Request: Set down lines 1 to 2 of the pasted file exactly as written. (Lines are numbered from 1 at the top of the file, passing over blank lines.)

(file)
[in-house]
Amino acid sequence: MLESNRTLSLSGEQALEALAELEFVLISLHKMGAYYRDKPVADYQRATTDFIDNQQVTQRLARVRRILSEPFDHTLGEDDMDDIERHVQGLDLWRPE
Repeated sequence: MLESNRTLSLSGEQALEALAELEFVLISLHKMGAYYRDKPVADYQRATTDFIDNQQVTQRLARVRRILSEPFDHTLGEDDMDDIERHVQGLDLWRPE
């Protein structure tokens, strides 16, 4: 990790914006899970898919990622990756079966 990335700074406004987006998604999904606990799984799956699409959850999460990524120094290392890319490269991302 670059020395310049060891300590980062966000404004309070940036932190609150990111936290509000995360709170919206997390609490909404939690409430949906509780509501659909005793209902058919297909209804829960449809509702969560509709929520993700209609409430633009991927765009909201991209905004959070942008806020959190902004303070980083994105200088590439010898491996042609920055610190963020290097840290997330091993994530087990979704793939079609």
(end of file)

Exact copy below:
[in-house]
Amino acid sequence: MLESNRTLSLSGEQALEALAELEFVLISLHKMGAYYRDKPVADYQRATTDFIDNQQVTQRLARVRRILSEPFDHTLGEDDMDDIERHVQGLDLWRPE